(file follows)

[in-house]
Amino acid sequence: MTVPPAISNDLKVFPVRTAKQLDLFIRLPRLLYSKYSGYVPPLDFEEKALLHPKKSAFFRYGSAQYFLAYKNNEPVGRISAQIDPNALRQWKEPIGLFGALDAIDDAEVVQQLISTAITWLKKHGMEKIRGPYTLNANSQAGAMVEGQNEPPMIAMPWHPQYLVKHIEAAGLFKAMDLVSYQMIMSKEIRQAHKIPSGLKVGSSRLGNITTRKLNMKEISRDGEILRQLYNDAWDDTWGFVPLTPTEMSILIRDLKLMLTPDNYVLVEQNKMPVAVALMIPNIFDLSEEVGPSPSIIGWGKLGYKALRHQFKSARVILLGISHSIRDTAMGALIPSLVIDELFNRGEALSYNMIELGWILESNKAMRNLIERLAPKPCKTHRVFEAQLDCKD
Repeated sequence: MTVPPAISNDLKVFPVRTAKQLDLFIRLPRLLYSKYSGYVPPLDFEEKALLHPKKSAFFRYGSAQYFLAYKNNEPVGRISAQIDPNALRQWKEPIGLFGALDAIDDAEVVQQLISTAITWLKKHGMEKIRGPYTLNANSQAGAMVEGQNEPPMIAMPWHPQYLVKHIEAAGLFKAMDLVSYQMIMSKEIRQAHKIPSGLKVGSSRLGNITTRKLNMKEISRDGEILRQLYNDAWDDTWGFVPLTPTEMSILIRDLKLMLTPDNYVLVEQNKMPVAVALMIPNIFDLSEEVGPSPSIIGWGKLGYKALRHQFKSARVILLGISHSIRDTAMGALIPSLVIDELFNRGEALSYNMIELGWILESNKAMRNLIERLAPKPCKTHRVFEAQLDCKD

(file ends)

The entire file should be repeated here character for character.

[in-house]
Amino acid sequence: MTVPPAISNDLKVFPVRTAKQLDLFIRLPRLLYSKYSGYVPPLDFEEKALLHPKKSAFFRYGSAQYFLAYKNNEPVGRISAQIDPNALRQWKEPIGLFGALDAIDDAEVVQQLISTAITWLKKHGMEKIRGPYTLNANSQAGAMVEGQNEPPMIAMPWHPQYLVKHIEAAGLFKAMDLVSYQMIMSKEIRQAHKIPSGLKVGSSRLGNITTRKLNMKEISRDGEILRQLYNDAWDDTWGFVPLTPTEMSILIRDLKLMLTPDNYVLVEQNKMPVAVALMIPNIFDLSEEVGPSPSIIGWGKLGYKALRHQFKSARVILLGISHSIRDTAMGALIPSLVIDELFNRGEALSYNMIELGWILESNKAMRNLIERLAPKPCKTHRVFEAQLDCKD
Repeated sequence: MTVPPAISNDLKVFPVRTAKQLDLFIRLPRLLYSKYSGYVPPLDFEEKALLHPKKSAFFRYGSAQYFLAYKNNEPVGRISAQIDPNALRQWKEPIGLFGALDAIDDAEVVQQLISTAITWLKKHGMEKIRGPYTLNANSQAGAMVEGQNEPPMIAMPWHPQYLVKHIEAAGLFKAMDLVSYQMIMSKEIRQAHKIPSGLKVGSSRLGNITTRKLNMKEISRDGEILRQLYNDAWDDTWGFVPLTPTEMSILIRDLKLMLTPDNYVLVEQNKMPVAVALMIPNIFDLSEEVGPSPSIIGWGKLGYKALRHQFKSARVILLGISHSIRDTAMGALIPSLVIDELFNRGEALSYNMIELGWILESNKAMRNLIERLAPKPCKTHRVFEAQLDCKD